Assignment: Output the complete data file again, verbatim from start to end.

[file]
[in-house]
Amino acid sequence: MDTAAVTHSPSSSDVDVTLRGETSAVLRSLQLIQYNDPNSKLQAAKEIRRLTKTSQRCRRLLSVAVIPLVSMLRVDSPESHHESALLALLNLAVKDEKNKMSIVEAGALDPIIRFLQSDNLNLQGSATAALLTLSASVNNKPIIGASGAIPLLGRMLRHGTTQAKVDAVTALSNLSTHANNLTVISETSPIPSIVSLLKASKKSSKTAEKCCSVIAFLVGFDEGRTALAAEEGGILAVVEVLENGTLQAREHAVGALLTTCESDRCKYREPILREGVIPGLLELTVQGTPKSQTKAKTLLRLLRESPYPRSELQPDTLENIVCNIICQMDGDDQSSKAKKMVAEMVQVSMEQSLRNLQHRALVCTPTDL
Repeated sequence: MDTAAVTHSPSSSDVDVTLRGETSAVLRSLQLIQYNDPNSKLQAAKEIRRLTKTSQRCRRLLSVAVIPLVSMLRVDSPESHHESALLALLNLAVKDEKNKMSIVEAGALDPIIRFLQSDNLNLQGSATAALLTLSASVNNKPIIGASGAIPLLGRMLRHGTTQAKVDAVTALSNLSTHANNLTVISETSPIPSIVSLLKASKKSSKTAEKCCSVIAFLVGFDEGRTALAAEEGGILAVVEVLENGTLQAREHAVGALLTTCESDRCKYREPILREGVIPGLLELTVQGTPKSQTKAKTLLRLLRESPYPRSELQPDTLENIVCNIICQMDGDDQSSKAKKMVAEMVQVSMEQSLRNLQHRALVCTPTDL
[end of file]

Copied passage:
[in-house]
Amino acid sequence: MDTAAVTHSPSSSDVDVTLRGETSAVLRSLQLIQYNDPNSKLQAAKEIRRLTKTSQRCRRLLSVAVIPLVSMLRVDSPESHHESALLALLNLAVKDEKNKMSIVEAGALDPIIRFLQSDNLNLQGSATAALLTLSASVNNKPIIGASGAIPLLGRMLRHGTTQAKVDAVTALSNLSTHANNLTVISETSPIPSIVSLLKASKKSSKTAEKCCSVIAFLVGFDEGRTALAAEEGGILAVVEVLENGTLQAREHAVGALLTTCESDRCKYREPILREGVIPGLLELTVQGTPKSQTKAKTLLRLLRESPYPRSELQPDTLENIVCNIICQMDGDDQSSKAKKMVAEMVQVSMEQSLRNLQHRALVCTPTDL
Repeated sequence: MDTAAVTHSPSSSDVDVTLRGETSAVLRSLQLIQYNDPNSKLQAAKEIRRLTKTSQRCRRLLSVAVIPLVSMLRVDSPESHHESALLALLNLAVKDEKNKMSIVEAGALDPIIRFLQSDNLNLQGSATAALLTLSASVNNKPIIGASGAIPLLGRMLRHGTTQAKVDAVTALSNLSTHANNLTVISETSPIPSIVSLLKASKKSSKTAEKCCSVIAFLVGFDEGRTALAAEEGGILAVVEVLENGTLQAREHAVGALLTTCESDRCKYREPILREGVIPGLLELTVQGTPKSQTKAKTLLRLLRESPYPRSELQPDTLENIVCNIICQMDGDDQSSKAKKMVAEMVQVSMEQSLRNLQHRALVCTPTDL